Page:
Conventionally, traditionally, women have been the preferred victims of the fiend, (possibly acting as permissive alter-egos, so the notionally predominantly male audience for horror can safely 'imagine' being vulnerable, as well as imagining the fun of being the fiend2). Females are deadly, and women can be evil in more sophisticated variants, but male sexuality is the horror writer's weapon of first resort, the immediate threat: and to a degree, you have to admit it works. The flimsy nightie and the bare feet and the gothic darkness, that's just decoration: I'm always in danger, because men can so easily be monsters. There's a notorious James Tiptree story from the seventies (written as Racoona Sheldon), called 'The ScrewFly Solution', where an alien race intending to colonise earth decides to get rid of the pesky human population. They use the same expedient humans have used in controlling insect pests: tweak the reproductive process, make it destructive. This -in Tiptree's vision- is easily done, because in the human male psychotic, murderous violence is just a protein expression away from sexual arousal. (A percentage of the men would end up killing men, of course, but that's not a problem). Is this true? If it's even partly true, then women ought to be terrified of sex. Men are big and strong and naturally violent, and often, as much psychological research attests, deeply resentful of the drives that urge them into the dangerous reproductive arena. Women ought to live in constant fear of sexual assault. But do they? Forget the received wisdom: look around you. Think of what you see on the street, on your tv; every day. Need I say more? Women ought to be totally cowed, but clearly they are not. Far from it. They should be afraid, there are mighty books of law telling them to be afraid, but something older than reason, beyond their conscious control, the agrapta nomina, the unwritten law of female mammal psychology, keeps telling them a different story.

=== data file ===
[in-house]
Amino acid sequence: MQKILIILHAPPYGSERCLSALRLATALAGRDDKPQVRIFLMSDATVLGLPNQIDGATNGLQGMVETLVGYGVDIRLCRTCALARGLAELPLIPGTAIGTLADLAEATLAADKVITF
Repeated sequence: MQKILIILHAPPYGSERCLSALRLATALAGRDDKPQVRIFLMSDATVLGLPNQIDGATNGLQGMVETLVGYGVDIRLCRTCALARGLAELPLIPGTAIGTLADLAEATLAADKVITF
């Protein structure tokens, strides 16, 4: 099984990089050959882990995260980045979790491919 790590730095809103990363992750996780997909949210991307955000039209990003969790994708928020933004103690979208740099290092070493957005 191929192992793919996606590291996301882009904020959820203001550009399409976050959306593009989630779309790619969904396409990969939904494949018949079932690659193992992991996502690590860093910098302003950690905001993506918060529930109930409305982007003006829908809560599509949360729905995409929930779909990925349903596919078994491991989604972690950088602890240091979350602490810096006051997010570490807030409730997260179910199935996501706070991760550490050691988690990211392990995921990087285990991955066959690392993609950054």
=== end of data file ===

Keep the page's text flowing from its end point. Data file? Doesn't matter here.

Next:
'The Screwfly Solution' is an important marker for me. It's the stark, powerful psychosexual message of Tiptree's sci/fi agenda put into in streetclothes; given a human, everyday reality. But there's another sex/horror story, Angela Carter's 'Company Of Wolves' -translated, by Neil Jordan with Angela Carter beside him, into one of the first, and among the greatest of the animatronic horror movies (remember that transformation scene?)- which I find more viscerally convincing. Men are wolves. When they become sexual they open up their human skins and reveal the naked, swollen, glistening animal: before your very eyes. Sex is a wolf, with big teeth and gaping red jaws, if you're a girl you know this when it tears at your young belly and makes you hurt and bleed. But fear is an old wives' tale. No, scratch that, of course there's fear. The fear is huge. But it's not the kind of horror you would want to escape (though you might run away screaming, just a little bit). It's a wild ride, it's part of the delight.